Gustav Pfeifer, Nobilis vir dominus Heinricus de Liechtenstain. Spätmittelalterlicher Niederadel im Spannungsfeld zwischen Trient, Tirol und Brixen, in: Mitteilungen des Instituts für österreichische Geschichtsforschung 105, Wien – München 1997, S. 416-440.

Gustav Pfeifer, Burg – Stadt – Landesfürstlicher Dienst. Beiträge zur Familiengeschichte der Tiroler Liechtensteiner, in: Vom Dorf zur Stadt: Leifers. Anfänge – Entwicklung – Chancen, hg. von der Raiffeisenkasse Leifers, Bozen 1998, S. 73-112.

Gustav Pfeifer, Ministerialität und geistliche Stadt. Entwicklungslinien in Brixen bis zur Mitte des 13. Jahrhunderts, in: Helmut Flachenecker / Hans Heiss / Hannes Obermair (Hg.), Stadt und Hochstift. Brixen, Bruneck und Klausen bis zur Säkularisierung 1803 (Veröffentlichungen des Südtiroler Landesarchivs 12), Bozen 2000, S. 131-148.

Gustav Pfeifer, Nobis servire tenebitur in armis. Formen des Aufstiegs und Übergangs in den niederen Adel im Tirol des 14. Jahrhunderts, in: Kurt Andermann / Peter Johanek (Hg.), Zwischen Nicht-Adel und Adel (Vorträge und Forschungen 53, hrsg. vom Konstanzer Arbeitskreis für mittelalterliche Geschichte), Stuttgart 2001, S. 49-103.

Gustav Pfeifer, miles potens in comitatu. Engelmar von Vilanders und der Tiroler Adel in der ersten Hälfte des 14. Jahrhunderts. Ein Kapitel aus der Vorgeschichte des Hauses Wolkenstein, in: Gustav Pfeifer / Kurt Andermann (Hg.), Die Wolkensteiner. Facetten des Tiroler Adels in Spätmittelalter und Neuzeit, (Veröffentlichungen des Südtiroler Landesarchivs 30), Innsbruck 2009, S. 29-52.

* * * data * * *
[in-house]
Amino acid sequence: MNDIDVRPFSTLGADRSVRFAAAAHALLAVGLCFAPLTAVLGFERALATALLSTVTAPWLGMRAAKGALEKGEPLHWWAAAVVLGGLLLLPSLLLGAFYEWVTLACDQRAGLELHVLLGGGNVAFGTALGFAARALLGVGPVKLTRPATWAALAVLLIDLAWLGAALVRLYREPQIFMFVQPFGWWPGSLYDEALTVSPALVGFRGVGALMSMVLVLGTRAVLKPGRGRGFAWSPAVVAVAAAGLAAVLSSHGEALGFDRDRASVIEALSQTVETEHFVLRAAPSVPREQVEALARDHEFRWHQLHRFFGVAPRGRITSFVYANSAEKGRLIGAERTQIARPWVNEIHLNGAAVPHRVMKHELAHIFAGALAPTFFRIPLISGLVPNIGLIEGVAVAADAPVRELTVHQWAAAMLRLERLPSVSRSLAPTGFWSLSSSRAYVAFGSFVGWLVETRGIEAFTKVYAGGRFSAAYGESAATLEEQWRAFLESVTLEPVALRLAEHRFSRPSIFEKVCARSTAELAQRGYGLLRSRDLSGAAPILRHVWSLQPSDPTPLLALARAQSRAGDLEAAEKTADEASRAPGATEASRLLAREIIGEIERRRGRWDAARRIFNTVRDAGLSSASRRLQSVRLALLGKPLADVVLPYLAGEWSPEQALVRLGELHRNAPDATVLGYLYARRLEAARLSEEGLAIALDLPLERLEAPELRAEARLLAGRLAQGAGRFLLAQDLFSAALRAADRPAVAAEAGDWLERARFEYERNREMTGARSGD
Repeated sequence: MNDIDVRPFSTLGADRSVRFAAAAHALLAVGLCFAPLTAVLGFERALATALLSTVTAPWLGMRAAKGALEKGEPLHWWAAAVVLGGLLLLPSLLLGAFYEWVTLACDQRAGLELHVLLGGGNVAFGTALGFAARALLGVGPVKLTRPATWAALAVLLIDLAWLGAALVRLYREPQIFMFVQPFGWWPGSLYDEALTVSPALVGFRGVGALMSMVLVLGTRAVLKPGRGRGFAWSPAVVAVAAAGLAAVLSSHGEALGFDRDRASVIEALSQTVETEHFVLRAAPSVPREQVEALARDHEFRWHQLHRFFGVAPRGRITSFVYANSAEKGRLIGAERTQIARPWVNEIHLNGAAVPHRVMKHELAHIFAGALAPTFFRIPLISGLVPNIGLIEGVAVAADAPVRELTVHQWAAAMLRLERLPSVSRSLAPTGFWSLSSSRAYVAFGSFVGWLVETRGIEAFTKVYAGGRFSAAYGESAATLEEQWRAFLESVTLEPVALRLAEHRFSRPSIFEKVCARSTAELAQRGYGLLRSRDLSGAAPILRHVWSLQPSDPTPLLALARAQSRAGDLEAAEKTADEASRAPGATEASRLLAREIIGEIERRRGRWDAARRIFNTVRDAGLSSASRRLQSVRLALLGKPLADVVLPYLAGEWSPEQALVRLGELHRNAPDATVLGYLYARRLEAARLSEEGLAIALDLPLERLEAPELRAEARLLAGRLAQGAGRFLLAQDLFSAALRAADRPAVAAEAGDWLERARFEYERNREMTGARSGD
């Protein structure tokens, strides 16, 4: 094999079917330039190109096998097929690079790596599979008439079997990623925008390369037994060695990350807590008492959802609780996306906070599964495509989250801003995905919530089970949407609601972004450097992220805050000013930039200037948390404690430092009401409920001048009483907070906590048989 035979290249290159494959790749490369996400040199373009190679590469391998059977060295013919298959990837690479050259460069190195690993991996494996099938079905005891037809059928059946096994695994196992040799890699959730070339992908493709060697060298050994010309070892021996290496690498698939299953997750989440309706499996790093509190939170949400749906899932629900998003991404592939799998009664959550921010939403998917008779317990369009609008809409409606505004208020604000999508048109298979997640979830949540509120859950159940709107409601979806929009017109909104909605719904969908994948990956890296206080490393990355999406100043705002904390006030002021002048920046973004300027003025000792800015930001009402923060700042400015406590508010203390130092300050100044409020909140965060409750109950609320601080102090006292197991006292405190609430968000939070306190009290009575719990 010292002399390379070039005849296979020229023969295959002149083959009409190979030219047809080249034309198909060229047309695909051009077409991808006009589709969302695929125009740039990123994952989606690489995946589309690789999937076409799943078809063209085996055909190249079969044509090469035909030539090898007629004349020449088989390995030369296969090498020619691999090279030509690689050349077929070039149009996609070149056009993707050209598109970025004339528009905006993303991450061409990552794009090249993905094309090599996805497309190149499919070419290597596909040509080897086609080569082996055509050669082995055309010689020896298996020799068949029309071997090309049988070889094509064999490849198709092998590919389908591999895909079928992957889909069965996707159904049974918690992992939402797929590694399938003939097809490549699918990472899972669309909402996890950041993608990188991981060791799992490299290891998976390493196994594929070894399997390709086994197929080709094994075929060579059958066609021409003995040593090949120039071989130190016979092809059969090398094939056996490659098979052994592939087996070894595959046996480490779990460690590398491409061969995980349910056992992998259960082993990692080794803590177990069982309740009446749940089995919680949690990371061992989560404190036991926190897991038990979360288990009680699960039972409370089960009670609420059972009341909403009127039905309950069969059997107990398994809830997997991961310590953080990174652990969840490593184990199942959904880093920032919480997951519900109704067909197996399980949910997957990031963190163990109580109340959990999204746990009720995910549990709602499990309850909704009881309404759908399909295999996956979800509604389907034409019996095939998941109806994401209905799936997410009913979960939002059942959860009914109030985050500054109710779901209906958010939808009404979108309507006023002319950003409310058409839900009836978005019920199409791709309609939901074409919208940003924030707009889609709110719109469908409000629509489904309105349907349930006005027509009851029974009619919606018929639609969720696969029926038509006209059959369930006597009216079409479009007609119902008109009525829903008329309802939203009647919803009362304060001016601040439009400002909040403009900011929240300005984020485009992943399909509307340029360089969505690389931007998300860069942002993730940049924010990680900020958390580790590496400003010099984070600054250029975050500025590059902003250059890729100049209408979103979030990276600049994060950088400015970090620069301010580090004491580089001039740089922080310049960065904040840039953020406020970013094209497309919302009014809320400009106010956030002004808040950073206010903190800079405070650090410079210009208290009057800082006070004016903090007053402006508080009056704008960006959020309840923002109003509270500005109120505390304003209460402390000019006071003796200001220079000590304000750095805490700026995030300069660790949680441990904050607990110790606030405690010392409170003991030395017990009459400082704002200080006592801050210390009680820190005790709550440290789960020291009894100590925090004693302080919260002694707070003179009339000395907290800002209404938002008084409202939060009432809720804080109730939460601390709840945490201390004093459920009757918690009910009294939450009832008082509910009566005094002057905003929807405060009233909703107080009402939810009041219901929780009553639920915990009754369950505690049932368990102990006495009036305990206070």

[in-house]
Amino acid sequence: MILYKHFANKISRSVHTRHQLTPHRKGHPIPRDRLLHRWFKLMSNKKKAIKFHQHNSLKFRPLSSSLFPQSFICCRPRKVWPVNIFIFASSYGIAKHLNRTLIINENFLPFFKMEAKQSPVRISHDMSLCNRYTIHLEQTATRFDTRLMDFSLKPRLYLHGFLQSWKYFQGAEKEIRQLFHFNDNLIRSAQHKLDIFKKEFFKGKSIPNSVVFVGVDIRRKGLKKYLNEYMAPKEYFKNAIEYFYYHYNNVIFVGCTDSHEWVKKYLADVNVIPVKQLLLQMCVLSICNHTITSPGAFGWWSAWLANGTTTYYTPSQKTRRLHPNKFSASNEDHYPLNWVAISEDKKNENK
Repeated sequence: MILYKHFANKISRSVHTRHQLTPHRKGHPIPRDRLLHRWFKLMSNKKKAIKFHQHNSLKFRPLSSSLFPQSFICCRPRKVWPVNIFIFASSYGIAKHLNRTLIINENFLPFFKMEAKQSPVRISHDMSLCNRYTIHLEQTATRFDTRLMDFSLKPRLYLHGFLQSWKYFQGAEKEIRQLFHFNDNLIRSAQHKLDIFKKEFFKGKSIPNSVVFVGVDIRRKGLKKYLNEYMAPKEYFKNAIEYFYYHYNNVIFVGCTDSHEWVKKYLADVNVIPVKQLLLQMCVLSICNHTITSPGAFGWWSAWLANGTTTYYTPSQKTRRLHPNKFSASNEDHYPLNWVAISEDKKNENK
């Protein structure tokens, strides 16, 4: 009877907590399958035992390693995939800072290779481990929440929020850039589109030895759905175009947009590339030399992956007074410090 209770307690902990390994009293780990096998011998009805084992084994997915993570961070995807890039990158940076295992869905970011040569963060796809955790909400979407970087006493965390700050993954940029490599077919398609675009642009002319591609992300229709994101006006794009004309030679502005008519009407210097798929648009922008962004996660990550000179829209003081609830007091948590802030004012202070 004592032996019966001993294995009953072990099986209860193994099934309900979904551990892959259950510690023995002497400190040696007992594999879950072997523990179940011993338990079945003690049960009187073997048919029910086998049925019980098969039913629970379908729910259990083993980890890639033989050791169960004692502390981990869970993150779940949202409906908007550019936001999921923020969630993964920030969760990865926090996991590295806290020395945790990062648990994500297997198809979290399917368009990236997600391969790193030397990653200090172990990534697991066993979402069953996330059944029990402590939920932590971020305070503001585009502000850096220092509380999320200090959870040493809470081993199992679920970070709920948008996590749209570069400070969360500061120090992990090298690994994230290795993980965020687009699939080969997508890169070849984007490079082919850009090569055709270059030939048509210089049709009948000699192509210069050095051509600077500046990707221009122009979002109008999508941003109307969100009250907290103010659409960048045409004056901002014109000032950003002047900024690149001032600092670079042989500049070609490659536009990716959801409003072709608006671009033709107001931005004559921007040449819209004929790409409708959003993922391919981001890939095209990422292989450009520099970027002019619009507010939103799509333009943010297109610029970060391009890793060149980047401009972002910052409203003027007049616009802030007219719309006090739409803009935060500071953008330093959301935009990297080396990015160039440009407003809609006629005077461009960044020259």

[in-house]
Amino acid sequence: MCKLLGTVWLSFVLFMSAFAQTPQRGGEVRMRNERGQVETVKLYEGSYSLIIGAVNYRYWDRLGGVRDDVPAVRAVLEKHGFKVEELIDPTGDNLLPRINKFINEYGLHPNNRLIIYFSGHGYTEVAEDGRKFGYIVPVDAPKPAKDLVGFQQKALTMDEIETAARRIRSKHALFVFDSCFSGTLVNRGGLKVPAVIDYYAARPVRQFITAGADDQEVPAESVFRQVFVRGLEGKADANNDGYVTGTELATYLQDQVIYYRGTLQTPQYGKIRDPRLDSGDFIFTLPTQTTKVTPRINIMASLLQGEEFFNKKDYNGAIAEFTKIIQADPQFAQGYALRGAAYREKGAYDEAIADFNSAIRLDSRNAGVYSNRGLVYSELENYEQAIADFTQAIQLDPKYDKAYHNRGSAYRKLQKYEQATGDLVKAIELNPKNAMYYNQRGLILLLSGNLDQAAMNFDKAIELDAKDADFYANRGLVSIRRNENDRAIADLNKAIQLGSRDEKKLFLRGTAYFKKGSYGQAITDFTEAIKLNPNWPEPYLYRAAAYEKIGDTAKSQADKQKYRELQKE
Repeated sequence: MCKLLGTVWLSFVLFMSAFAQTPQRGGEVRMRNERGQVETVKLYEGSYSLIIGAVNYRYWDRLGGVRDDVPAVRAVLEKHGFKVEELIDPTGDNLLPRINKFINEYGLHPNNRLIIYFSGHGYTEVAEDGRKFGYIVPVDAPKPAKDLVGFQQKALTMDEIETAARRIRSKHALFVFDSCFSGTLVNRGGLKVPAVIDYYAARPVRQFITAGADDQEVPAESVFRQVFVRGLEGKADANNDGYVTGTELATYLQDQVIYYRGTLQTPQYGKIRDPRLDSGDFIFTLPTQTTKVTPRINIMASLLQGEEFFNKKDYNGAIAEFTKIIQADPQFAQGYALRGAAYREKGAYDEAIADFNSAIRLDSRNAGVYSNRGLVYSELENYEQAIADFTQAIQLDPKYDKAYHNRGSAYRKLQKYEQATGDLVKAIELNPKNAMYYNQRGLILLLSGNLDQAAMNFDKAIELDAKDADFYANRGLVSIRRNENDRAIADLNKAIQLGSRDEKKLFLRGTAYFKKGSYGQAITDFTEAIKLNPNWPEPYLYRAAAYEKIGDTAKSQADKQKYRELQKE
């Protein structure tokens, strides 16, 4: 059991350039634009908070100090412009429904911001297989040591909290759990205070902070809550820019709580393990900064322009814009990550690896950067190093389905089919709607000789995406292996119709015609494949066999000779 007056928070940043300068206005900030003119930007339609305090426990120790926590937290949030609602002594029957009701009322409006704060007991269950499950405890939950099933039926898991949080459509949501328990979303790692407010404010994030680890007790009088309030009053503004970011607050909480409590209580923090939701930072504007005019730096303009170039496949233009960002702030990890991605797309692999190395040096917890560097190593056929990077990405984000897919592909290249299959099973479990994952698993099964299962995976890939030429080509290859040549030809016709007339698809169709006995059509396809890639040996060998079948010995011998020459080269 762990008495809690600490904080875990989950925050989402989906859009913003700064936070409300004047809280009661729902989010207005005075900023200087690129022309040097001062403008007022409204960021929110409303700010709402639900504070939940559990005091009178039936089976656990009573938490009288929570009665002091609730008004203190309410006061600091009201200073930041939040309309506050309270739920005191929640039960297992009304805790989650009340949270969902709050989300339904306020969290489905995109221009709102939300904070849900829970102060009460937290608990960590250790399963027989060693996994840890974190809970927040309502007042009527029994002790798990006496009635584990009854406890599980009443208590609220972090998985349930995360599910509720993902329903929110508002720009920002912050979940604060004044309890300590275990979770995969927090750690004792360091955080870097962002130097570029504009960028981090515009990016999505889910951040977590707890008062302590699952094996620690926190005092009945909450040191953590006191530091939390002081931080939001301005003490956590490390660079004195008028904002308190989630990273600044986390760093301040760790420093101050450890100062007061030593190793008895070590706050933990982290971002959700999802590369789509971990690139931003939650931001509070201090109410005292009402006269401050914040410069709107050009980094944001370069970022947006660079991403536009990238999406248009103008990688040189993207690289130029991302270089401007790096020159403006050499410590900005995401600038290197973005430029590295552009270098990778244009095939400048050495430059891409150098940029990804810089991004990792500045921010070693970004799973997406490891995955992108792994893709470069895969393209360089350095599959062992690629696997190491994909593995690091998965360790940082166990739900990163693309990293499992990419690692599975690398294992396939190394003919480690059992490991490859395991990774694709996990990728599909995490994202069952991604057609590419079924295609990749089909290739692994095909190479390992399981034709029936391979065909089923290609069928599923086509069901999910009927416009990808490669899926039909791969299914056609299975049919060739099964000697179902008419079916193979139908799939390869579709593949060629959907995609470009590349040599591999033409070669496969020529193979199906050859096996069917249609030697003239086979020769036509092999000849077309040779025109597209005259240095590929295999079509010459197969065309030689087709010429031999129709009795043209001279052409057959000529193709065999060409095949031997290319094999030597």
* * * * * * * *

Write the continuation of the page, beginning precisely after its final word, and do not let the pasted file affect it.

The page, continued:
Gustav Pfeifer, Sozialer Aufstieg und visuelle Strategien im späten Mittelalter. Neue Überlegungen zu Niklaus Vintler († 1413), in: Krieg – Wucher – Aberglaube. Hans Vintler und Schloss Runkelstein, (= Runkelsteiner Schriften zur Kulturgeschichte 3), Bozen 2011, S. 71-114.

Gustav Pfeifer, Elitenintegration im Bozen des 14. Jahrhunderts. Am Beispiel des Botsch von Florenz († 1374), in: Anno 1363 – Tatort Tirol. Es geschah in Bozen (= Runkelsteiner Schriften zur Kulturgeschichte 5), Bozen 2013, S. 125-162.

Josef Riedmann, Mittelalter. In: Geschichte des Landes Tirol, Bd. I, von den Anfängen bis 1490. Zweite Auflage, Bozen 1990, S. 291-698.

Otto Stolz, Rechtsgeschichte des Bauernstandes und der Landwirtschaft in Tirol und Vorarlberg, 1949, Bozen 1949 (Nachdruck Hildesheim – Zürich – New York, 1984).

Otto Stolz, Geschichte der Verwaltung Tirols, (Teilstück des 2. Bandes der Geschichte des Landes Tirol, für den Druck vorbereitet von Dietrich Thaler), Forschungen zur Rechts- und Kulturgeschichte 13, Innsbruck 1998.

Armin Torggler, Der „Beruf“ des Ritters, in: Rittertum in Tirol, (Runkelsteiner Schriften zur Kulturgeschichte 1), Bozen 2008, S. 11-25.

Armin Torggler, Zum mittelalterlichen Baubestand von Schloß Maretsch, in: ARX. Burgen und Schlösser in Bayern, Österreich und Südtirol, 30, 2008/2, S. 14-18.

Armin Torggler, Die Zeit des Hans Vintler, in: Krieg – Wucher – Aberglaube. Hans Vintler und Schloss Runkelstein, (= Runkelsteiner Schriften zur Kulturgeschichte 3) Bozen 2011, S. 13-44.

Armin Torggler, Das Runkelsteiner Sommerhaus – ein „Artushof“? Niklaus Vintler (ca. 1345-1413) und die Artus-Literatur, in: Artus auf Runkelstein. Der Traum vom Guten Herrscher, (= Runkelsteiner Schriften zur Kulturgeschichte 6), Bozen 2014, S. 137-158.